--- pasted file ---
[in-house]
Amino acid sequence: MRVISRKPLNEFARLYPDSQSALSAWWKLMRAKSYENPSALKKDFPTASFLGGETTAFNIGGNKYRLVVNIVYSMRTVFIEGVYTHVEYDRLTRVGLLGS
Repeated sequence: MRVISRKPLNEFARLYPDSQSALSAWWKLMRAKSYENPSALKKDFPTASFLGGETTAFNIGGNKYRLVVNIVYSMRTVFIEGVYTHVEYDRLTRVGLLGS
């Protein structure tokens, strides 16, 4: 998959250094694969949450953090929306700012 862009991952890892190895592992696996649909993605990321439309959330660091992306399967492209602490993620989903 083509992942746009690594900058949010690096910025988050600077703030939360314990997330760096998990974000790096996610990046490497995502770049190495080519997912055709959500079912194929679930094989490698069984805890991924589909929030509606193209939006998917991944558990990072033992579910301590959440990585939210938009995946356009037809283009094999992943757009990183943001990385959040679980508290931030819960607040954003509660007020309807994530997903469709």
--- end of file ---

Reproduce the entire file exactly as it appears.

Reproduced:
[in-house]
Amino acid sequence: MRVISRKPLNEFARLYPDSQSALSAWWKLMRAKSYENPSALKKDFPTASFLGGETTAFNIGGNKYRLVVNIVYSMRTVFIEGVYTHVEYDRLTRVGLLGS
Repeated sequence: MRVISRKPLNEFARLYPDSQSALSAWWKLMRAKSYENPSALKKDFPTASFLGGETTAFNIGGNKYRLVVNIVYSMRTVFIEGVYTHVEYDRLTRVGLLGS
């Protein structure tokens, strides 16, 4: 998959250094694969949450953090929306700012 862009991952890892190895592992696996649909993605990321439309959330660091992306399967492209602490993620989903 083509992942746009690594900058949010690096910025988050600077703030939360314990997330760096998990974000790096996610990046490497995502770049190495080519997912055709959500079912194929679930094989490698069984805890991924589909929030509606193209939006998917991944558990990072033992579910301590959440990585939210938009995946356009037809283009094999992943757009990183943001990385959040679980508290931030819960607040954003509660007020309807994530997903469709």